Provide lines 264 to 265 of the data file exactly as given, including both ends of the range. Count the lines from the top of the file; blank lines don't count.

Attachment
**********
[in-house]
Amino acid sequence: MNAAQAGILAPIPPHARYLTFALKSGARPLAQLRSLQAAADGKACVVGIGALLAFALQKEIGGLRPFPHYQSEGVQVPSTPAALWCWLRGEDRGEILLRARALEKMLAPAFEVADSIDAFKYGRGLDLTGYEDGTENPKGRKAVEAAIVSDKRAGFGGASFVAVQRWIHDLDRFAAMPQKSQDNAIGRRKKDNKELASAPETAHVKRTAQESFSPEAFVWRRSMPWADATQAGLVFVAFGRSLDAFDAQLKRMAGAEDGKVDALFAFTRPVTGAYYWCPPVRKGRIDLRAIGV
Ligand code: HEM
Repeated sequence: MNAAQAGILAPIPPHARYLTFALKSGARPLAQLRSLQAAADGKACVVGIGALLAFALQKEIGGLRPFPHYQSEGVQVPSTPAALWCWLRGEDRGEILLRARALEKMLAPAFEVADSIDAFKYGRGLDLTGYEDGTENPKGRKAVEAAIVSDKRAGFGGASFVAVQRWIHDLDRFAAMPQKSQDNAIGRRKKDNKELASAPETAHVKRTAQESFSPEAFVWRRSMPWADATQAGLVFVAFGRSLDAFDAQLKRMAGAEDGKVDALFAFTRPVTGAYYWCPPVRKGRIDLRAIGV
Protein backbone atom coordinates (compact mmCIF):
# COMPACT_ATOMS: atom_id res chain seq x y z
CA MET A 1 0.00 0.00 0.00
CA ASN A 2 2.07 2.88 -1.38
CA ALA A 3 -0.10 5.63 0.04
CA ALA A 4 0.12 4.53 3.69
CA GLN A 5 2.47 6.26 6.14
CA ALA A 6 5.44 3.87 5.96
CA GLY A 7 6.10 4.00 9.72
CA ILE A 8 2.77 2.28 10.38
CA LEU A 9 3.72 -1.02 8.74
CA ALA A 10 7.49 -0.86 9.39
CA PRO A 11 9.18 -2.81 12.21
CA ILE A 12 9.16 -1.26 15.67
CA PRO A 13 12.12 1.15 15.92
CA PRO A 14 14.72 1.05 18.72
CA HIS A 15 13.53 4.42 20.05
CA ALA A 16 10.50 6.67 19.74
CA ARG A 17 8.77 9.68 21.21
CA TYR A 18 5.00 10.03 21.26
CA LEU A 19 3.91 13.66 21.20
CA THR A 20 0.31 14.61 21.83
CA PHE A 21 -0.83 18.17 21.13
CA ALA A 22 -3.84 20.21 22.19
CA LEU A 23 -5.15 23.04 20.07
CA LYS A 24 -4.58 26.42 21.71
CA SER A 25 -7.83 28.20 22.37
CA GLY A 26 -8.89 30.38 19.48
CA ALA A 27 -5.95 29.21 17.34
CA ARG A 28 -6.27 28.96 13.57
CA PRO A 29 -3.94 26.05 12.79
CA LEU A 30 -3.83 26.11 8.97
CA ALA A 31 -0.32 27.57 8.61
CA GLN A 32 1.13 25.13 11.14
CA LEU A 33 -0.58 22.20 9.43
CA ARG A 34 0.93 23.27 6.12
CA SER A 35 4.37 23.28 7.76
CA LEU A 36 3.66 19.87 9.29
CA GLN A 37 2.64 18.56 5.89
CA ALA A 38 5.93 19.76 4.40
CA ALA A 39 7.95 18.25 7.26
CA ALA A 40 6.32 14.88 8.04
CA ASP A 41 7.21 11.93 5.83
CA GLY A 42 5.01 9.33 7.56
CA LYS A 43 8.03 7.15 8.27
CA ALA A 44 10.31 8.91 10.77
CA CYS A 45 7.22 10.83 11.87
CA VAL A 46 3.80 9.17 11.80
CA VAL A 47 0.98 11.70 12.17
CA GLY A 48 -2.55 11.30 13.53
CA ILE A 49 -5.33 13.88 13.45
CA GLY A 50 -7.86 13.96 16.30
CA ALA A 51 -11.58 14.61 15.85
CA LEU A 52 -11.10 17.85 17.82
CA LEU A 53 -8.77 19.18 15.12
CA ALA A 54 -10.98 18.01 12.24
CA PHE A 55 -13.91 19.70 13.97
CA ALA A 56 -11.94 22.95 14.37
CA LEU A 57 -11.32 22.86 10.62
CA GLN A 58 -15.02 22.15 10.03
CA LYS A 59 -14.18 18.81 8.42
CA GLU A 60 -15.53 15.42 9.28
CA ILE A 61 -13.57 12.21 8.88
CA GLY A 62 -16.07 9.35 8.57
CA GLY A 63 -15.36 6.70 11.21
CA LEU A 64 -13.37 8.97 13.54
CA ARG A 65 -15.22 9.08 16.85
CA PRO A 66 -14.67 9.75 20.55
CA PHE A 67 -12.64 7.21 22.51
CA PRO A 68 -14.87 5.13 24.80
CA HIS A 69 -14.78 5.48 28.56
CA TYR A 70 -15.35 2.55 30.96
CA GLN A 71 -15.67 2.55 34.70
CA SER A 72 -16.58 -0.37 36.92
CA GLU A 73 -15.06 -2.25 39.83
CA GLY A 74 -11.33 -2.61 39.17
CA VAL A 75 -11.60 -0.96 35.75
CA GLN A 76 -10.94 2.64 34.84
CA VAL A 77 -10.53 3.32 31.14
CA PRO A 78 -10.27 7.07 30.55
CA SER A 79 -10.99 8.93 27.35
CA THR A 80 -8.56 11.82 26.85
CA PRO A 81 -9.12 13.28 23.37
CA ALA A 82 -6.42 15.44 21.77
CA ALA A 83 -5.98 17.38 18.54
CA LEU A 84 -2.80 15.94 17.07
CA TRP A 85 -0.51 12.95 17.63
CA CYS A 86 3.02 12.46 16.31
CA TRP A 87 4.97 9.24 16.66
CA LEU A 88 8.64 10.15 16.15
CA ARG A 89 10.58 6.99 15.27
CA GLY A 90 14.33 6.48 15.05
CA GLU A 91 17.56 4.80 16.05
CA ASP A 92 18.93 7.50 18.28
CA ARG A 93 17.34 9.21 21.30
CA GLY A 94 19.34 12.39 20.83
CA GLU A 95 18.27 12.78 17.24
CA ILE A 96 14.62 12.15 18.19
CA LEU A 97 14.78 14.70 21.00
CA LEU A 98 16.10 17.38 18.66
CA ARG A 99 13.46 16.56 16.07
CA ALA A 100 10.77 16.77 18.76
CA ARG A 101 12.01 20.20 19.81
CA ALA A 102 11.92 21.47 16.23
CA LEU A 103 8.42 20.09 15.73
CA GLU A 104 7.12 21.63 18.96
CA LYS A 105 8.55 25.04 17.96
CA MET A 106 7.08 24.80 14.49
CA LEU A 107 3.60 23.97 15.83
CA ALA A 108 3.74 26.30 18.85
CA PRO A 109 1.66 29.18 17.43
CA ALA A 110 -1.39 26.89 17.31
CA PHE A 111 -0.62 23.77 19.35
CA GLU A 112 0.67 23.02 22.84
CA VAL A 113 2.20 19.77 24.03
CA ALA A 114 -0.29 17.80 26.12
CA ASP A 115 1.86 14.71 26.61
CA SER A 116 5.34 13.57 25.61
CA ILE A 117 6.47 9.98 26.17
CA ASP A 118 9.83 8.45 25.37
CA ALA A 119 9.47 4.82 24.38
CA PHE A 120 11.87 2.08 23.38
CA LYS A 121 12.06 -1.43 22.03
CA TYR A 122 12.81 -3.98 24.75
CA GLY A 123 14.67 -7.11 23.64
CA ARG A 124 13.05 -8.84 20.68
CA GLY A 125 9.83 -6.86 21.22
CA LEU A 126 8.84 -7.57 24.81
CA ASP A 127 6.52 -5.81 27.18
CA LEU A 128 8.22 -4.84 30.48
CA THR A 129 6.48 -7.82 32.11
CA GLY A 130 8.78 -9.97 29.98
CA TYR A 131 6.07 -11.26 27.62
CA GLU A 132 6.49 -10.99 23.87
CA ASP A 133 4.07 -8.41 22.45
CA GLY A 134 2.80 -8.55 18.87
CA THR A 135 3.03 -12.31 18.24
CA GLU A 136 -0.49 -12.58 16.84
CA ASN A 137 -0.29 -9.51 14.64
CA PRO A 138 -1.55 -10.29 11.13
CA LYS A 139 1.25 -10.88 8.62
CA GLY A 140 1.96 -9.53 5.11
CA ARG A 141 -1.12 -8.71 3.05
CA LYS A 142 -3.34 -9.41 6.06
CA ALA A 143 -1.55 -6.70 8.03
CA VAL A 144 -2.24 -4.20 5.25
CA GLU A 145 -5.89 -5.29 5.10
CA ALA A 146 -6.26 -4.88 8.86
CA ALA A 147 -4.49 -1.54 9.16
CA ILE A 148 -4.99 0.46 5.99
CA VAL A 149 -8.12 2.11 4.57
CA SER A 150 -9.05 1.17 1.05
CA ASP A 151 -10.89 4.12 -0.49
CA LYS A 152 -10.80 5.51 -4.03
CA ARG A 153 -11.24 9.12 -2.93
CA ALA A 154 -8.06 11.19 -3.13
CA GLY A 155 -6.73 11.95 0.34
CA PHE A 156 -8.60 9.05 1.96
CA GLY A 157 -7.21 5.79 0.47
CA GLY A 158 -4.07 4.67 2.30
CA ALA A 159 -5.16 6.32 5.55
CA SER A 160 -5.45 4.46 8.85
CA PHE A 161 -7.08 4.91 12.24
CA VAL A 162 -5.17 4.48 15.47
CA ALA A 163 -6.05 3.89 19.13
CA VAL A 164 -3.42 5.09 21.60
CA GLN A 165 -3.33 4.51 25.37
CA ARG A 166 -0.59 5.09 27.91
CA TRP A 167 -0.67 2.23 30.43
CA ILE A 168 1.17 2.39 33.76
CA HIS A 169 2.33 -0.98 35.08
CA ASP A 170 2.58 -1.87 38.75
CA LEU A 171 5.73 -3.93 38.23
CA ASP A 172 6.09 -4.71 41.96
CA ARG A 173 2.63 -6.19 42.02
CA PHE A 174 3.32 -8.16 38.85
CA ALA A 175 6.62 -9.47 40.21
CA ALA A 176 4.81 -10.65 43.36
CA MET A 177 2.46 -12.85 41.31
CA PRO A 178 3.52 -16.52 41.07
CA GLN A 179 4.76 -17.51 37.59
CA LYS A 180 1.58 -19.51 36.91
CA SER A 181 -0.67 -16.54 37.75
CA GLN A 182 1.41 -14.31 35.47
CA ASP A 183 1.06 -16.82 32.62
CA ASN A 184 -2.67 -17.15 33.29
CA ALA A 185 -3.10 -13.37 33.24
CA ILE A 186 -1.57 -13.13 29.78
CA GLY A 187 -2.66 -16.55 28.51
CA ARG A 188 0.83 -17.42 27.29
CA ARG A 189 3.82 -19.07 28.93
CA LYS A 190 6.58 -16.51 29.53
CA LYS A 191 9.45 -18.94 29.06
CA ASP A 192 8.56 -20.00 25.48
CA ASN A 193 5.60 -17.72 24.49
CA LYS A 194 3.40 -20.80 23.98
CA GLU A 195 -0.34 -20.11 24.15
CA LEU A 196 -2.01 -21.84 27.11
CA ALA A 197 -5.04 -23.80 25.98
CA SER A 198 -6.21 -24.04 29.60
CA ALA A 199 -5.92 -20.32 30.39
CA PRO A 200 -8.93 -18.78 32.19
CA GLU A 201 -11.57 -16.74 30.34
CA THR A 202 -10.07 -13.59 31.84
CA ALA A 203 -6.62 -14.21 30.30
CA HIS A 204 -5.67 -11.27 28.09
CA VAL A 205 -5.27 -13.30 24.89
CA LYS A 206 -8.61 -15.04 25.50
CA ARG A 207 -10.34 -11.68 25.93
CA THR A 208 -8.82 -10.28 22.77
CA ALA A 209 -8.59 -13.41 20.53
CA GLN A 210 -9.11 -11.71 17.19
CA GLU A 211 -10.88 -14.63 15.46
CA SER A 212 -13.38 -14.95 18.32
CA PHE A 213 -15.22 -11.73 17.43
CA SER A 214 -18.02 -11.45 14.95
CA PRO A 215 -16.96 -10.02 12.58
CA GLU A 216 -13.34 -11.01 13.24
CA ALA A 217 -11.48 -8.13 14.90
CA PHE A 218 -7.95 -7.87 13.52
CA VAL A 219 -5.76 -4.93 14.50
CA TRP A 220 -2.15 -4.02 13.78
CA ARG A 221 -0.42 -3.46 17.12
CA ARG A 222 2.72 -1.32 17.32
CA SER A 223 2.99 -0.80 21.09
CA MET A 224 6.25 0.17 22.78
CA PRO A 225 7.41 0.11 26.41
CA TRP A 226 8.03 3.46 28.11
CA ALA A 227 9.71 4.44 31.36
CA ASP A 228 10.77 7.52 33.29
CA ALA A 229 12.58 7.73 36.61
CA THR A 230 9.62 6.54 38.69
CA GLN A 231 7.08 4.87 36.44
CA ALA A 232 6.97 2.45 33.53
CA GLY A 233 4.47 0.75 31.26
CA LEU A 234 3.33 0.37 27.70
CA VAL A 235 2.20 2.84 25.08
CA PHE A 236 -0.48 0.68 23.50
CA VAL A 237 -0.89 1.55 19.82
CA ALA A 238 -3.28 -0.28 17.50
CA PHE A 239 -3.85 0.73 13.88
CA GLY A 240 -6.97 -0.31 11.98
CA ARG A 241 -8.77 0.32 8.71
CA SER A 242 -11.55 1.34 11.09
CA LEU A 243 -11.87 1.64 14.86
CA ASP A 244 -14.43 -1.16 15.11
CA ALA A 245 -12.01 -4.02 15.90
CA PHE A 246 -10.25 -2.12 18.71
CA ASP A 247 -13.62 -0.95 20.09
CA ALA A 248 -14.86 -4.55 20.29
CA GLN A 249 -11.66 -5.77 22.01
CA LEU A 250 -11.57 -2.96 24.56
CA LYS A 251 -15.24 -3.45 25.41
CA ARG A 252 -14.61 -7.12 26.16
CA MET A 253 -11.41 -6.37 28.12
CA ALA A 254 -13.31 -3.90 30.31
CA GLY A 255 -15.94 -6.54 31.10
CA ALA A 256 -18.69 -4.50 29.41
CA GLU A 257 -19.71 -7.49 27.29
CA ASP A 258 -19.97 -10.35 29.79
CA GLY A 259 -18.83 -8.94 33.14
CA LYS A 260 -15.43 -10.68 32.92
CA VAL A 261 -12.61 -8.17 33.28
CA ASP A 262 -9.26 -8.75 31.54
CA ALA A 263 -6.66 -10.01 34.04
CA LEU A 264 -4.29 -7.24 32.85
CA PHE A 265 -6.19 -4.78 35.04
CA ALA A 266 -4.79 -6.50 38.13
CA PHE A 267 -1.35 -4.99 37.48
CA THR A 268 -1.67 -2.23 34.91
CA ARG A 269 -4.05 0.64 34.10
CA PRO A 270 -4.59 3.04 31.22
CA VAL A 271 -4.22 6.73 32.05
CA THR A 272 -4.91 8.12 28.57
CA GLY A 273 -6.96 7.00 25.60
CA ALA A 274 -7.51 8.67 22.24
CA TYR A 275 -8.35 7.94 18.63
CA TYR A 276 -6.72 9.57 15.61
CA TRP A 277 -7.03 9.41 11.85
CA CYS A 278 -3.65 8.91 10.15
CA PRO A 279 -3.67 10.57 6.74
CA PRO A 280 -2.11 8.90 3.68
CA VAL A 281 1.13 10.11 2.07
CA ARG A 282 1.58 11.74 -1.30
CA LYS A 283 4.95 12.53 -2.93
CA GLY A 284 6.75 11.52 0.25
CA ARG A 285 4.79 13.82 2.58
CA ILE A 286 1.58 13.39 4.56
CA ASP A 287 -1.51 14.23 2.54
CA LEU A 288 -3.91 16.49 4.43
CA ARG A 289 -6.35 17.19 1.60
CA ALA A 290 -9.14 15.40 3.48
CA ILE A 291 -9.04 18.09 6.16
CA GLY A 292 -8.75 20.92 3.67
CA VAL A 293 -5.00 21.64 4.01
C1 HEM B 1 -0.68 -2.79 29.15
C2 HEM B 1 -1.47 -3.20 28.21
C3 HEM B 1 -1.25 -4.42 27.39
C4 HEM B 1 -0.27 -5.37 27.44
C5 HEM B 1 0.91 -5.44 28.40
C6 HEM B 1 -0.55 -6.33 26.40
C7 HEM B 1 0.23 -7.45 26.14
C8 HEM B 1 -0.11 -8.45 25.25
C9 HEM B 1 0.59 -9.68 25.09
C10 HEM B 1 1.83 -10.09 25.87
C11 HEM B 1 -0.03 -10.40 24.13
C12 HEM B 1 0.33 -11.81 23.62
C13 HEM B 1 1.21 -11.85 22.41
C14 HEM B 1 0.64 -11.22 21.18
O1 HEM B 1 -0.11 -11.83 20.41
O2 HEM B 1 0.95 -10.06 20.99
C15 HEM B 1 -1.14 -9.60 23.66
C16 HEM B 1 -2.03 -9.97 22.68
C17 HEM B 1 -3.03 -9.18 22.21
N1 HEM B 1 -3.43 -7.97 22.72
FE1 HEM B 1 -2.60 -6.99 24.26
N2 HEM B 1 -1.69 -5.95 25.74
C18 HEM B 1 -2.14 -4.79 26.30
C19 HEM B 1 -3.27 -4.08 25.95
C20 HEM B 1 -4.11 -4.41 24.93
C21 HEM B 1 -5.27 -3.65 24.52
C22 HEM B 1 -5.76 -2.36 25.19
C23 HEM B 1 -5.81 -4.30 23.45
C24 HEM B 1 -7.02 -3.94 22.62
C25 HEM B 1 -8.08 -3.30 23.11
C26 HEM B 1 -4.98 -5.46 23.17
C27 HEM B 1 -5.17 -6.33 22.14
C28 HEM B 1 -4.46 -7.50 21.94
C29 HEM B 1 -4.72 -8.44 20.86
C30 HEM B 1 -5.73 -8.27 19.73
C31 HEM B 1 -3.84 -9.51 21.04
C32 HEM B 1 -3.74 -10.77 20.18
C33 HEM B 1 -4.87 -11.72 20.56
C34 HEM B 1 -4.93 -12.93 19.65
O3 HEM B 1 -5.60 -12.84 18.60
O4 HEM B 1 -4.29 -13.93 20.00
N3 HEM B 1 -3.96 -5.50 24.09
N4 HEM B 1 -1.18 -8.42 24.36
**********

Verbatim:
CA ASP A 258 -19.97 -10.35 29.79
CA GLY A 259 -18.83 -8.94 33.14